VOD film review: Russell T. Davies’ A Midsummer Night’s Dream (2016)
Ivan Radford | On 09, Jun 2016
“If we shadows have offended, think but this, and all is mended, hat you have but slumber’d here, while these visions did appear…”
When is Shakespeare at his best? When faithfully recited in period costume? Or when transformed into something almost unrecognisably new? If you believe the latter, you’ll be delighted by Russsell T Davies’ take on A Midsummer Night’s Dream. If you don’t, you may well end up delighted anyway.
The play is a staple of the school curriculum, its light-hearted whimsy, romance and fantastical comedy all deemed accessible to younger viewers. So who better to bring all three to the screen than the former Doctor Who head writer? He cuts the text down to a trim 90 minutes, but mines the text’s whimsy, romance and fantasy for all its worth.
The plot surely needs no introduction, as we swiftly encounter four young human lovers, Hermia (Prisca Bakare), Lysander (Matthew Tennyson), Helena (Kate Kennedy) and Demetrius (Paapa Essiedu), all of whom are in varying states of requited and unrequited love with each other. While they plot to flee the city of Athens – and its ruler, Theseus (John Hannah) – to be with the ones they desire, a rift is brewing in the nearby woods, between fairy king Oberon (Nonso Anozie) and his queen, Titania (Maxine Peake), that sees the whole lot of them tricked by magic.
The forest scenes have always given productions the chance to run wild with their imagination, but Davies’ script doesn’t stop there. In his hands, Athens becomes a place of myth and fantasy too: red banners adorn Theseus’ palace that could be straight out of a Marvel movie, guards show us contextual stage instructions on iPad-like devices that would surely have been deemed magical in Elizabethan times, and Tennyson’s Lysander looks like he’s cosplaying as Harry Potter. Even Hippolyta (Eleanor Matsuura) is depicted as the daughter of Ares, God of War, with a Hannibal Lecter-style mask to stop her breaking free.
The cast throw themselves into it, from Game of Thrones’ Nonso Anozie, whose Oberon is equal parts intimidating and immature, to Maxine Pearce’s fierce Titania, who has the attitude to go with her punk rock make-up – only to soften into sweet nothings, after she falls in love with a donkey. The donkey, of course, is Bottom, a member of the amateur theatre troupe hoping to put on a play for Theseus in his court. Matt Lucas is surprisingly perfect for the role, his high-pitched delivery endearingly naive and amusingly arrogant. He’s surrounded by an equally good ensemble; it’s a treat to see Elaine Paige, Richard Wilson and Bernard Cribbins all playing the rabble of ageing outsiders on the fringe of the events, gurning like it’s a panto.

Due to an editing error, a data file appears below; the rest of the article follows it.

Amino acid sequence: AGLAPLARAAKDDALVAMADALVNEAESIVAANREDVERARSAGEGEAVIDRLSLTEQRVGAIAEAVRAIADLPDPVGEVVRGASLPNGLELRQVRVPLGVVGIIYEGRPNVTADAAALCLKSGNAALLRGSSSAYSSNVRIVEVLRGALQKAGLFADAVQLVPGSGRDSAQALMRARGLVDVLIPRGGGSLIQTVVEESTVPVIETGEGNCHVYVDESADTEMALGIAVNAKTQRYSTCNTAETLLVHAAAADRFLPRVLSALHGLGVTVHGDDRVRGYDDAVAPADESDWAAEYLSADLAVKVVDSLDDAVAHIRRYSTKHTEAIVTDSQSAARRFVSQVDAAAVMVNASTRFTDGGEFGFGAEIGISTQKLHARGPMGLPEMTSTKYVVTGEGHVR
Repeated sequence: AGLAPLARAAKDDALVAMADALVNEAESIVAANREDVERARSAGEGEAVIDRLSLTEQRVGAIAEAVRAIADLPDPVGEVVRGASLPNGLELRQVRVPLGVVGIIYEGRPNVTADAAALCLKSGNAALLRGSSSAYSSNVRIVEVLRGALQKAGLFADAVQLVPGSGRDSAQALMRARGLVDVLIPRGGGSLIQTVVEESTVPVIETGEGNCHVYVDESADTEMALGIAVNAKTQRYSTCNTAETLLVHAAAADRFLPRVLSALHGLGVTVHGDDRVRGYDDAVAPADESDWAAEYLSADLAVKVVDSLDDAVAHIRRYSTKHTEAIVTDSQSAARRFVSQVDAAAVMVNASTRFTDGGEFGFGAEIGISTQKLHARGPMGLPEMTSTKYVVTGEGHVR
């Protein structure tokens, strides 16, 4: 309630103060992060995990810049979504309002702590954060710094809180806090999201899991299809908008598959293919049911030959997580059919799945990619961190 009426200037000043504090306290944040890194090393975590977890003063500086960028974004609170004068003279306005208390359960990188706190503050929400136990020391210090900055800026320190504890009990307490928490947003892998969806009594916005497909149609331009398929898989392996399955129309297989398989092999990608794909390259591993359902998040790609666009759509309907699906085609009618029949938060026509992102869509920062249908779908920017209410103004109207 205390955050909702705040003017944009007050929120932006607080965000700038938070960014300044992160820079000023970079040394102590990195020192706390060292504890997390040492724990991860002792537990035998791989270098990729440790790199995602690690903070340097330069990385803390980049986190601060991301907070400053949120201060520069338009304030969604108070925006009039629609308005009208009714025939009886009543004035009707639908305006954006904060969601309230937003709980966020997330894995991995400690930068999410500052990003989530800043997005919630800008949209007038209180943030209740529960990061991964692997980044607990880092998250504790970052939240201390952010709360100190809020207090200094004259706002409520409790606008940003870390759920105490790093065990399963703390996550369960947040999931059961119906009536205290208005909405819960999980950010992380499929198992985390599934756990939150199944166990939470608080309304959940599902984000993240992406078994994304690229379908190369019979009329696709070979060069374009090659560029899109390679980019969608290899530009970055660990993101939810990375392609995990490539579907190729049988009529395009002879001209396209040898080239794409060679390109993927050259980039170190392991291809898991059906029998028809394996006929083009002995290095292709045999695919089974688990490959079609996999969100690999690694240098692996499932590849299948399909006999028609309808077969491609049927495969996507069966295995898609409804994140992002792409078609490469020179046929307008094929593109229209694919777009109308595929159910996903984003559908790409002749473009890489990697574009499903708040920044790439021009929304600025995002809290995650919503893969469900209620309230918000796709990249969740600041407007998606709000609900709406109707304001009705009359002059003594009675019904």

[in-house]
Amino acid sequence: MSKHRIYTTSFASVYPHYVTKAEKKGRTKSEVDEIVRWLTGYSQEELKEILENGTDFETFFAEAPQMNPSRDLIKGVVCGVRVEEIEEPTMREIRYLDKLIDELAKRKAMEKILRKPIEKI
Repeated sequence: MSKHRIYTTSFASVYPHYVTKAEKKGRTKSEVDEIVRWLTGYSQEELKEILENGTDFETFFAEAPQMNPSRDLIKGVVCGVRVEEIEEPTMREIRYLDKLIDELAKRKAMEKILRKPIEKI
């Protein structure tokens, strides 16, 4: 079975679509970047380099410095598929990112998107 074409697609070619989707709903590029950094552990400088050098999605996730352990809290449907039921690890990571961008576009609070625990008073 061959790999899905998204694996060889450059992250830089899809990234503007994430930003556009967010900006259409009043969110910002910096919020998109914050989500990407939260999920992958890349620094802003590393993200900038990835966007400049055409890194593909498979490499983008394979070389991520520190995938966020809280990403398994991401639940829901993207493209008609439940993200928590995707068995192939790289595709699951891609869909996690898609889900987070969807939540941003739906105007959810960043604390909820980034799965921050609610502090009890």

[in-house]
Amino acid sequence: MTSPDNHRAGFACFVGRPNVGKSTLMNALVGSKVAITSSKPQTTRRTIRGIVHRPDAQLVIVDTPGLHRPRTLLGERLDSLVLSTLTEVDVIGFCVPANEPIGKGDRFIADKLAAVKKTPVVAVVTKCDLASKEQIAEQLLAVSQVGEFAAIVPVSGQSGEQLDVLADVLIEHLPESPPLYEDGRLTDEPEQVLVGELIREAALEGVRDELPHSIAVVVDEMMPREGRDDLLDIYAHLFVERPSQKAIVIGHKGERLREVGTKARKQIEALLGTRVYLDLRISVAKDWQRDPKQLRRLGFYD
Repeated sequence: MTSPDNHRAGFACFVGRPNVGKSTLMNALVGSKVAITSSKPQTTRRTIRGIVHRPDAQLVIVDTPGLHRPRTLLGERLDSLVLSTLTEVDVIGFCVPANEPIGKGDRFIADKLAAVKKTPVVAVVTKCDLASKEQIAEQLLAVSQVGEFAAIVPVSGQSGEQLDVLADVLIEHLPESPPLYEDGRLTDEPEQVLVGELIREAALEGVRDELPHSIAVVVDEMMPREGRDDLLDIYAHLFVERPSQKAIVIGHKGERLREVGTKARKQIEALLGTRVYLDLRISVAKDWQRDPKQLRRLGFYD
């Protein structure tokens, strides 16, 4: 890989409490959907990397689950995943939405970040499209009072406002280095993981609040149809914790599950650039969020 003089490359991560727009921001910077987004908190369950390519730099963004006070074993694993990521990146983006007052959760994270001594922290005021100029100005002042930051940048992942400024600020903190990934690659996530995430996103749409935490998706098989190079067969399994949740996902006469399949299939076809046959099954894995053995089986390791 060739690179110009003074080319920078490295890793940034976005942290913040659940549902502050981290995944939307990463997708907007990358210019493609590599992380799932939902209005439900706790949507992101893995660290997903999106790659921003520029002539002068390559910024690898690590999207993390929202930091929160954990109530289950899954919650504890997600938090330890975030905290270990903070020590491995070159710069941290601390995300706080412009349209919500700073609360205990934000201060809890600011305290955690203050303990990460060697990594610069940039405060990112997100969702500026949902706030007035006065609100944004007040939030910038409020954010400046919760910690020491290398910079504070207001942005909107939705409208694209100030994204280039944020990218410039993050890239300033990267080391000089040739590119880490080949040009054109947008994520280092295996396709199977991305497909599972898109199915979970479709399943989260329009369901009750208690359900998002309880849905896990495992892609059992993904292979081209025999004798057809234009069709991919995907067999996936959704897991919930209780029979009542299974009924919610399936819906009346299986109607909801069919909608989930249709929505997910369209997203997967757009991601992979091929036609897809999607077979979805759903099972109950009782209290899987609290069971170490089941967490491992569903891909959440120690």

In many ways, it is. Their scenes take place in bizarre pub sets that seem eons away from the imposing appearance of Athens – it’s like switching from a comic book to an episode of EastEnders – but that mish-mash adds to the otherwordly vibe, while the cast ground the spectacle in more relatable mundanity. Behind the camera, David Kerr is no stranger to uniting the unusual and the everyday, having worked on Inside No. 9 and That Mitchell and Webb Look, and he brings Davies’ bonkers ideas to life with the feel of an epic, surreal patchwork – the use of CGI is liberal, but smart, giving enough sparkle to the completely out-there elements without becoming cheesy, a balance fostered by Murray Gold’s typically sumptuous soundtrack.
The result feels familiar, but enchantingly fresh: Hannah’s sinister performance means that Theseus has never been more interesting, while the stripped-down plot allows for Shakepeare’s most poetic lines and most entertaining comedy to shine all the brighter – one unexpected touch at the finish, meanwhile, reinforces the play’s celebration of love in all its forms. Staying true to the spirit of the text but transforming its appearance entirely? That’s true magic, indeed, and if this feels more like Russell T Davies than Bill Shakespeare at times, that’s no bad thing. A Midsummer Night’s Dream is, above all, a tribute to life and imagination. It’s only right that it should inspire someone else’s vision.
Photo: BBC/Des Willie